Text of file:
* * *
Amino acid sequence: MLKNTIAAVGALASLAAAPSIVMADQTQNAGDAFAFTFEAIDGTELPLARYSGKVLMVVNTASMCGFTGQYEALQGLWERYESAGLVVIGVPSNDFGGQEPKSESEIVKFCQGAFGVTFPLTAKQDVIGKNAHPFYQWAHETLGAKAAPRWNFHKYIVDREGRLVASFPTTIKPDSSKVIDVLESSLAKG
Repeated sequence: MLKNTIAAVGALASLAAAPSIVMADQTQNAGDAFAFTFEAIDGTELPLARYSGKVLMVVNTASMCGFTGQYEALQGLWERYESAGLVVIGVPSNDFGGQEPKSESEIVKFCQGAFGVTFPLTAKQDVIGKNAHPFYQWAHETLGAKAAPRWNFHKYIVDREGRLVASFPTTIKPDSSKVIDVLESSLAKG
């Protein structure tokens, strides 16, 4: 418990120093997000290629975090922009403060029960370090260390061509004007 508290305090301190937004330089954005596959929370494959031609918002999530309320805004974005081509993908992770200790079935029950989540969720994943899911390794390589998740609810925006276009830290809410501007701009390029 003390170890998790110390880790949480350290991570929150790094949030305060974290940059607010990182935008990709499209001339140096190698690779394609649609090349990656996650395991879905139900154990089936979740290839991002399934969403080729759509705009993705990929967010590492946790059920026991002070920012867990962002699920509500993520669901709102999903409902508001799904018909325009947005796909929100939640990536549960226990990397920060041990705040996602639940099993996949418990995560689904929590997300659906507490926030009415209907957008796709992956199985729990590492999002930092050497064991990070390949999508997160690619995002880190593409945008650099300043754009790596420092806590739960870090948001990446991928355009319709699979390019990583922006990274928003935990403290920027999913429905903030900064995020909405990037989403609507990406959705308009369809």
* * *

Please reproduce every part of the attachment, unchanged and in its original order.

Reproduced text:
Amino acid sequence: MLKNTIAAVGALASLAAAPSIVMADQTQNAGDAFAFTFEAIDGTELPLARYSGKVLMVVNTASMCGFTGQYEALQGLWERYESAGLVVIGVPSNDFGGQEPKSESEIVKFCQGAFGVTFPLTAKQDVIGKNAHPFYQWAHETLGAKAAPRWNFHKYIVDREGRLVASFPTTIKPDSSKVIDVLESSLAKG
Repeated sequence: MLKNTIAAVGALASLAAAPSIVMADQTQNAGDAFAFTFEAIDGTELPLARYSGKVLMVVNTASMCGFTGQYEALQGLWERYESAGLVVIGVPSNDFGGQEPKSESEIVKFCQGAFGVTFPLTAKQDVIGKNAHPFYQWAHETLGAKAAPRWNFHKYIVDREGRLVASFPTTIKPDSSKVIDVLESSLAKG
């Protein structure tokens, strides 16, 4: 418990120093997000290629975090922009403060029960370090260390061509004007 508290305090301190937004330089954005596959929370494959031609918002999530309320805004974005081509993908992770200790079935029950989540969720994943899911390794390589998740609810925006276009830290809410501007701009390029 003390170890998790110390880790949480350290991570929150790094949030305060974290940059607010990182935008990709499209001339140096190698690779394609649609090349990656996650395991879905139900154990089936979740290839991002399934969403080729759509705009993705990929967010590492946790059920026991002070920012867990962002699920509500993520669901709102999903409902508001799904018909325009947005796909929100939640990536549960226990990397920060041990705040996602639940099993996949418990995560689904929590997300659906507490926030009415209907957008796709992956199985729990590492999002930092050497064991990070390949999508997160690619995002880190593409945008650099300043754009790596420092806590739960870090948001990446991928355009319709699979390019990583922006990274928003935990403290920027999913429905903030900064995020909405990037989403609507990406959705308009369809």